First University of Hull physiotherapy students set to graduate

Back in 2020, the University of Hull launched a new degree to help tackle the national shortage of physiotherapists. Three years later, these students are graduating and successfully making their way into various physiotherapy roles throughout the country.

This summer, 24 students will graduate from the BSc (Hons) Physiotherapy programme with jobs already secured at:

  • Hull University Teaching Hospitals (HUTH)
  • City Health Care Partnerships (CHCP)
  • North Lincolnshire and Goole NHS Trust (NLAG)
  • HealthShare
  • York and Scarborough NHS Trust
  • Flex Health as an internship
  • St. Gemma's Hospice in Leeds

This course has allowed these students to become competent practitioners with clinical skills and knowledge to assess, evaluate, formulate and implement treatment programmes in a diverse range of settings.

Being Health and Care Professions Council (HCPC) approved and accredited by the Chartered Society of Physiotherapy has allowed the students to grow and learn in a supportive and hands-on way.

University of Hull tackles national physiotherapy crisis

The University of Hull developed its degree course for physiotherapists in direct response to the ongoing need for healthcare professionals when thousands of people were needed to maintain key rehabilitation services in hospitals, medical centres and private practices across the country.

At the time, around 4,000 medical specialists were required, with the country facing a major shortage. A few years later, the University of Hull course is helping many pursue their dreams of becoming a physiotherapist, helping to boost the numbers of specialists in the UK.

Dr Clare Killingback, Senior Lecturer in Physiotherapy and Physiotherapy Programme Director in the Faculty of Health Sciences at the University of Hull, said: “We are thrilled that so many of our graduates have already secured jobs in the local trusts. This is exactly why we started the course.

One of the values at the heart of our physiotherapy programme is to ensure that the graduates from our course will work in such a way that they put patients at the heart of their practice.

Dr Clare Killingback

"To realise these values, we have threaded this throughout the curriculum, especially in trying to help students develop their philosophy of physiotherapy practice and examine the extent to which it is person-centred. We have also made sure that service users and carers have been involved in teaching our students as they are the experts in so many ways.”

Marie Sterne, who is one of the service users involved in teaching the students, said:

“It has been exciting to help shape this course with first-hand patient experience and a privilege to spend time with the students, watching them develop into skilled, caring, practitioners.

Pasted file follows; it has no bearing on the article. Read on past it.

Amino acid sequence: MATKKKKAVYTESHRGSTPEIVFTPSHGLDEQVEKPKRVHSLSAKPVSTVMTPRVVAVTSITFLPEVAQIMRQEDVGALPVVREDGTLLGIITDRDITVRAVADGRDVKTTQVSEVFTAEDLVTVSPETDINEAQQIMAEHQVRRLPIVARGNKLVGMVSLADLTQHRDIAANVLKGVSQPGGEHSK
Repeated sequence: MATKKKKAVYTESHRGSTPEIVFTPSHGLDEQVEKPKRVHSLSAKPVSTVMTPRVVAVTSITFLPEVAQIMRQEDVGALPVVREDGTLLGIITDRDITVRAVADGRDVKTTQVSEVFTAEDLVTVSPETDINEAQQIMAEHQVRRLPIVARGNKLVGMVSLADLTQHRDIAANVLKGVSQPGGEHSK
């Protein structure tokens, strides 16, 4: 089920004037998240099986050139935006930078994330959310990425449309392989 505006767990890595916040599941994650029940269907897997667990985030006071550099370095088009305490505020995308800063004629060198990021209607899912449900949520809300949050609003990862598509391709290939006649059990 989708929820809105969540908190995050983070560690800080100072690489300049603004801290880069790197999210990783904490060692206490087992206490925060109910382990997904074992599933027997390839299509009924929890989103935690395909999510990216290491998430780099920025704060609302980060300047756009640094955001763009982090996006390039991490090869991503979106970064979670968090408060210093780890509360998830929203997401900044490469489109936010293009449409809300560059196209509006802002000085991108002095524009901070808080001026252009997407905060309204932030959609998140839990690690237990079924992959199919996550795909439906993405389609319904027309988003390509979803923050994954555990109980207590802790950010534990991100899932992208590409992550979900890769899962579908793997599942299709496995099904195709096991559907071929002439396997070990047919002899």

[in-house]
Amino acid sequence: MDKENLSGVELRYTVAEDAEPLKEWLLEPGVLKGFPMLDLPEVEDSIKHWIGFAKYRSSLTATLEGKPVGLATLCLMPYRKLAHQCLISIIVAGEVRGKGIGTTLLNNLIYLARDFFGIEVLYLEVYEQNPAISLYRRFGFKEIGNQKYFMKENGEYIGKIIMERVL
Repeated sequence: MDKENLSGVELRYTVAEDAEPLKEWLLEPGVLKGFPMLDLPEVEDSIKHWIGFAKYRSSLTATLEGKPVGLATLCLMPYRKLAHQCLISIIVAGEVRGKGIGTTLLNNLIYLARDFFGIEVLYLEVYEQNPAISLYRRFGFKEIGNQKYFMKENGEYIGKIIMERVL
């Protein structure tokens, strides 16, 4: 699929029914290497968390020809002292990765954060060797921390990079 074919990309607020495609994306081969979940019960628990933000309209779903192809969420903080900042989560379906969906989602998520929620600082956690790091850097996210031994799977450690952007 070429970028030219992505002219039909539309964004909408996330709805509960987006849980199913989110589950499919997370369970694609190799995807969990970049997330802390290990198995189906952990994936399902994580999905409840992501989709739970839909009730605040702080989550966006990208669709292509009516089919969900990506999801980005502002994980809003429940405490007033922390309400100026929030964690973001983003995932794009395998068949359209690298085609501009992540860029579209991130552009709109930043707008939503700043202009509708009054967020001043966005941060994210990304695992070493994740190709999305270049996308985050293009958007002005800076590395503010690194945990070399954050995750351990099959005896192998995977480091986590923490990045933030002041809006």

Having a course that has person-centred care at its heart will be a huge asset to both patients and colleagues. I will be fascinated to see how our graduates' careers develop and wish them well.

Marie Sterne

Ahead of their graduation, many of the students have participated in a photography competition that showcases their learning around a person-centred practice. These submissions highlight what person-centred practice means to our students and were all celebrated at the launch of the competition on Thursday 25 May.

The winners are:

1st place: Liz Shirra: How do you drink yours?

‘Next time you pop the kettle on and enjoy a brew, allow yourself to appreciate the different elements of person-centred care,’ said Liz in her submission.

2nd place: David Burton: Knowing your person-centred onions

David describes person-centred care as having ‘many different layers, each one as important as the last’.

3rd place: Kerry Kirkwood: Keep me in the loop

Kerry likens patient-centred care to knitting; there is not just one type of stitch and way, it’s important to find your own way.

One of the judges of the photos for the competition, Kerry Foston said: “Thank you so much for letting me be involved in judging the wonderful photos and explanations. The students have certainly set the bar high. It was quite difficult to choose, and they are all winners in my eyes.

“I loved the thoughts behind the pictures and the kindness of the students I came across. I think they will have long, successful careers in front of them.”

The images will be showcased in the University Brynmor Jones Library from 7th July until 2nd October.

The exhibition, which is open to all, is being supported by a grant from the Ferens Education Trust and it will prove to be a real celebration of the students and their work over the last three years.

To learn more about the physiotherapy course offered by the University of Hull, or to see what it entails, read through the degree page here.

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